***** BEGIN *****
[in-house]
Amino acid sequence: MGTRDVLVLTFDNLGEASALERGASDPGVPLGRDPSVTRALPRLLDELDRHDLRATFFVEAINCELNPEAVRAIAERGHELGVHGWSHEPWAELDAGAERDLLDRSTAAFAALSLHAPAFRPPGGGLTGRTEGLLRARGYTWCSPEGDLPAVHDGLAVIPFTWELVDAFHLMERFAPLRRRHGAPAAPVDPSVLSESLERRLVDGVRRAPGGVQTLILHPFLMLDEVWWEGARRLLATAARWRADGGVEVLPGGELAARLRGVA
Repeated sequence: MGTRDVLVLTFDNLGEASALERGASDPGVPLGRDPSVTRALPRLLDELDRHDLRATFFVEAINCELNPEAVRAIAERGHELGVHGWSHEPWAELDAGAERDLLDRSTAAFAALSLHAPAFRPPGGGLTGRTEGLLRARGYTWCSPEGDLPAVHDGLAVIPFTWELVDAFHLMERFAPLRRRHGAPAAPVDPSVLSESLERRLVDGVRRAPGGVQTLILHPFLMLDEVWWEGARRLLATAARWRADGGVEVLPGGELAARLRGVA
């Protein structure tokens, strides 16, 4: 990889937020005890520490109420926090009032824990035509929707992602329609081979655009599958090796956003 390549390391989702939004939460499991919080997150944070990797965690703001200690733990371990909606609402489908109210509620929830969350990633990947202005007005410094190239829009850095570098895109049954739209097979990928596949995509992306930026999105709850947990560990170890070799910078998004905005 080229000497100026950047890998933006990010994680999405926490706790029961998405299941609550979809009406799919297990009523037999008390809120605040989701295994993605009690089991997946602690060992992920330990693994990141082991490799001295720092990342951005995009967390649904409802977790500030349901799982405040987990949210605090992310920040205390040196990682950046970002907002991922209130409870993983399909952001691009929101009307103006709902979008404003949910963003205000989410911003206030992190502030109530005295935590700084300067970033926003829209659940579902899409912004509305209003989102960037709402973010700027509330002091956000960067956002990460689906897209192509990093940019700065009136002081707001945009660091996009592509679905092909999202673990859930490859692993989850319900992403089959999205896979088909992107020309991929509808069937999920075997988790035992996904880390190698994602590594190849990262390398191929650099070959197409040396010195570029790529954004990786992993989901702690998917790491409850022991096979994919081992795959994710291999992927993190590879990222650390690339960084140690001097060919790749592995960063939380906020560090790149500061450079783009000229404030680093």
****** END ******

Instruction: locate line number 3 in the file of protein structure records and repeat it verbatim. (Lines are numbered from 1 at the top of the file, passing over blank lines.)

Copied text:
Repeated sequence: MGTRDVLVLTFDNLGEASALERGASDPGVPLGRDPSVTRALPRLLDELDRHDLRATFFVEAINCELNPEAVRAIAERGHELGVHGWSHEPWAELDAGAERDLLDRSTAAFAALSLHAPAFRPPGGGLTGRTEGLLRARGYTWCSPEGDLPAVHDGLAVIPFTWELVDAFHLMERFAPLRRRHGAPAAPVDPSVLSESLERRLVDGVRRAPGGVQTLILHPFLMLDEVWWEGARRLLATAARWRADGGVEVLPGGELAARLRGVA